News - Jun 07, 2018

Common Building Related Questions Answered

When you make the decision to build a home it can sometimes feel like you need to learn a new language, which on top of the amount of information you need to absorb, can be daunting. Many builders will have guides for first time builders which can help navigate through the new lingo, and there are some great reference websites worth checking out too. Here are a few common terms to get your new vocabulary started.

What does land title mean? A land title signifies the legal ownership and right to use a piece of property. Some land will already be titled, which means the land ownership can be transferred straight away and building can commence once payment has been made. Land that is yet to be titled (it may still be under development) does not have the Certificate of Title released, which affects the settlement and construction start dates.

What is a slab? The slab being laid is the one of the first major milestones in your construction journey. This is the foundation for your new home and is designed according to your land conditions (slope and soil classification) and home design.

What does a Building Surveyor do? A Building Surveyor is an accredited professional with specialist knowledge in the building process. Your building contract will include detail of the construction stages that include an inspection from a Building Surveyor to assess compliance in alignment with relevant codes and regulations. In addition, it is possible to engage an independent inspector yourself for a further level of assurance (check with your builder for further details).

What does Certificate of Occupancy mean? A Certificate of Occupancy signifies that your home is safe to live in and complies with the relevant regulations and codes. A Building Surveyor will conduct a final inspection to issue the certificate, which can then be presented to your bank to release the final payment for your home.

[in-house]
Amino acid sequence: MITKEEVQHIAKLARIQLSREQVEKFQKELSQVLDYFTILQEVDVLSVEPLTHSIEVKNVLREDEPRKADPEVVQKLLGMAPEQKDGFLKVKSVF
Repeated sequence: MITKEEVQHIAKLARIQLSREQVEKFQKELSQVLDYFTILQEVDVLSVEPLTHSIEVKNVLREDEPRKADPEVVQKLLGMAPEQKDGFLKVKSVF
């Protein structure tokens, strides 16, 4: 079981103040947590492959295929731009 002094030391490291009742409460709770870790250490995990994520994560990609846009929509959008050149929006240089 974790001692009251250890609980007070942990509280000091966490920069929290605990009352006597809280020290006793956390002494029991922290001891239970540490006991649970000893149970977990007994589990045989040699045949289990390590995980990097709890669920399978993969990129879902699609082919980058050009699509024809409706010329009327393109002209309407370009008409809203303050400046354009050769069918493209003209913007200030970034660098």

What are site costs? Site costs include the collated costs to get your site ready to build on. Typically, these can be classified in two areas, infrastructure costs and site works costs. Infrastructure costs can include permit fees, site tests (soil and contour surveys), insurance and temporary fencing. While site works can cover slab design, rock and soil removal, additional soil requirements and retaining walls in needed. Some builders offer fixed site costs upfront, while others will provide an estimate to be revised once you land has been tested. Your builder will be able to provide detail on their site cost inclusions.

What do progress payments mean? When you build a house, you pay a deposit and then make payments for completed stages of building in accordance with your HIA contract. These are called stage or progress payments.

What is a crossover? The section of your driveway in front of your property front boundary (including any kerb and channel and footpath) where you access from the road, is called the crossover. When you purchase a block of land, this crossover location is pre-set, which will influence your home design.

What do Design Covenants mean? Also known as Design Guidelines, covenants are created to provide guidance to new home buyers and to ensure an optimal finished design outcome for a new community. They are not intended to restrict home buyers but rather give them assurance of the quality of the homes in their neighbourhood.

Why is temporary fencing needed? Temporary fencing installed around a construction site acts to discourage unauthorised entry to the work site.

Can I visit my site during construction? Most builders will invite you to a series of site inspections throughout your building journey, and will discourage you from visiting outside of these times, to protect your safety.

What is stamp duty? Stamp duty is often the forgotten cost involved in the purchase of property, which can tip some budgets over. It is a tax imposed by all Australian territories and states on property purchases. You can use this calculator to work out the stamp duty you will be liable for, based on purchase price, location and purpose.

Who is entitled to a First Home Owner Grant? Visit the State Revenue Office ( to check eligibility for the grant.

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